'Gay Conversion Therapy' Ban Vetoed by Maine Governor Citing Religious Freedom

Men and women who left gay and transgender lives march to the White House with the Freedom March on May 5, 2018.
Men and women who left gay and transgender lives march to the White House with the Freedom March on May 5, 2018. | (Photo: The Christian Post)

Maine's Republican Gov. Paul LePage has vetoed a controversial bill that would have banned therapy to help minors with unwanted same-sex attraction in the state, saying it posed a threat to religious liberty.

"This is so broad that licensed professionals would be prohibited from counseling an individual even at the individual's own request," the governor wrote in his veto message, adding that "parents have the right to seek counsel and treatment for their children from professionals who do not oppose the parents' own religious beliefs," according to The Hill.

"At no time should such treatment take the form of mental or physical abuse and such treatment should always be subject to the statutory requirements of the standard of care for that profession," LePage wrote.

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Calling the bill a "bad public policy," the governor added that he strongly agrees "that young people should not be physically or mentally abused if they come out to their parents or guardians because they have experienced sexual or romantic attraction to an individual of the same gender. However, as it is written – 'any practice or course of treatment' – can call into question a simple conversation."

In California, public outcry has delayed the Senate's debate and vote on a similar bill banning sexual orientation change efforts, which is sometimes called "gay conversion therapy."

Known as AB 2943, the bill passed in the state assembly earlier this year and seeks to declare therapy for individuals with unwanted same-sex attractions or who want to leave homosexuality a fraudulent practice.

The bill was scheduled to come up for debate on the Senate floor last Thursday before the beginning of the summer recess but Evan Low, the Democrat Assemblyman who sponsored the legislation, opted to delay debate until the state legislators return in early August.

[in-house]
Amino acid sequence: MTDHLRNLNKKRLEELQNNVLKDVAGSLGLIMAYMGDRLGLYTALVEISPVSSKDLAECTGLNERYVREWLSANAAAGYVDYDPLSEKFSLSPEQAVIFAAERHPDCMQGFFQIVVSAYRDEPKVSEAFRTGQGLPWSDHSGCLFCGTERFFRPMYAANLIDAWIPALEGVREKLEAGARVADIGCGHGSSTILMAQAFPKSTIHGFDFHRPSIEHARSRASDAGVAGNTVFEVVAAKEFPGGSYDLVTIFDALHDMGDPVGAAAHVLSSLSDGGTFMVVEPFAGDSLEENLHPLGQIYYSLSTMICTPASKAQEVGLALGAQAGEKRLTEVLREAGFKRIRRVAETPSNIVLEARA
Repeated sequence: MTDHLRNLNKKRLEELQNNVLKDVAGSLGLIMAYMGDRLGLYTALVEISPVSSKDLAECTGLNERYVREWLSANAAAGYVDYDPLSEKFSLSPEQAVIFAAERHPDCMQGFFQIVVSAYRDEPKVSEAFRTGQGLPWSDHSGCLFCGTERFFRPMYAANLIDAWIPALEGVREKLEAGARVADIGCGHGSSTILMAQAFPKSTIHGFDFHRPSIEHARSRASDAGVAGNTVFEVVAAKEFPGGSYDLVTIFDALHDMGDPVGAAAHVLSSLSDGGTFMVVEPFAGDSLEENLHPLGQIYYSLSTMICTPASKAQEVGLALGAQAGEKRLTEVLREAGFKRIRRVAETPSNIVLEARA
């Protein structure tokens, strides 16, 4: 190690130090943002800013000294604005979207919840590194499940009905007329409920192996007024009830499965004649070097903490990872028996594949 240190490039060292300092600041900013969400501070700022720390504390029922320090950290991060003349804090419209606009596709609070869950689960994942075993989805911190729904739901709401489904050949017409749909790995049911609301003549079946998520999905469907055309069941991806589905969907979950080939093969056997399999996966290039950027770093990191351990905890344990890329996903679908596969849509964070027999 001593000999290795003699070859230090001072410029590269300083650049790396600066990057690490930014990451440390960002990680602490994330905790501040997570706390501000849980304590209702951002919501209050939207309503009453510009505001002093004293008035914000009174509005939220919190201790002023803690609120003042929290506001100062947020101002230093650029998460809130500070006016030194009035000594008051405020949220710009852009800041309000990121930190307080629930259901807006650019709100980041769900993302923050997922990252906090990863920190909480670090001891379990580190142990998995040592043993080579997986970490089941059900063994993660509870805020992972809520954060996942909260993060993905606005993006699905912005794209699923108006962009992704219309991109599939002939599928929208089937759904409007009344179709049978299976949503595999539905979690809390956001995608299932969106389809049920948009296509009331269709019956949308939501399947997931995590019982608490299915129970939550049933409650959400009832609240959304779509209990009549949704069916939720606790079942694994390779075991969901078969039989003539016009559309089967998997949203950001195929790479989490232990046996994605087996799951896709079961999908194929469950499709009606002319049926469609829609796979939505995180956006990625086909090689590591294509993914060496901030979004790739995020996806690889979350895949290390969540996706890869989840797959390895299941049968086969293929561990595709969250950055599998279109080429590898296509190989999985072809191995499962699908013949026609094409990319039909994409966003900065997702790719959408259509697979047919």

In May, Hawaii banned sexual orientation change efforts therapy for minors, joining states like California, New Jersey, Oregon, and the District of Columbia.

Democratic Gov. David Ige signed Senate Bill 270 into law, prohibiting licensed professional counselors from attempting to alter the sexual preferences of LGBT youth.

"The purpose of this Act is to protect the physical and psychological well-being of minors, including lesbian, gay, bisexual, and transgender youth, against exposure to serious harms caused by sexual orientation change efforts by regulating the conduct of specific state-licensed persons," read SB 270.

Conservative groups including the Hawaii Family Forum opposed the bill, stating in their February testimony that if enacted SB 270 would have harmful unintended consequences.

"Parents would be prohibited from accessing licensed health professionals who are trained to help their son or daughter dealing with unwanted same-sex attraction issues that may be occurring because of childhood sexual assault and abuse inflicted by an adult same-sex perpetrator," HFF said. "This bill, if passed, will stop these victims of sexual abuse from getting the help they need. In light of current news stories about this very issue, surely that is not what this legislature intends."

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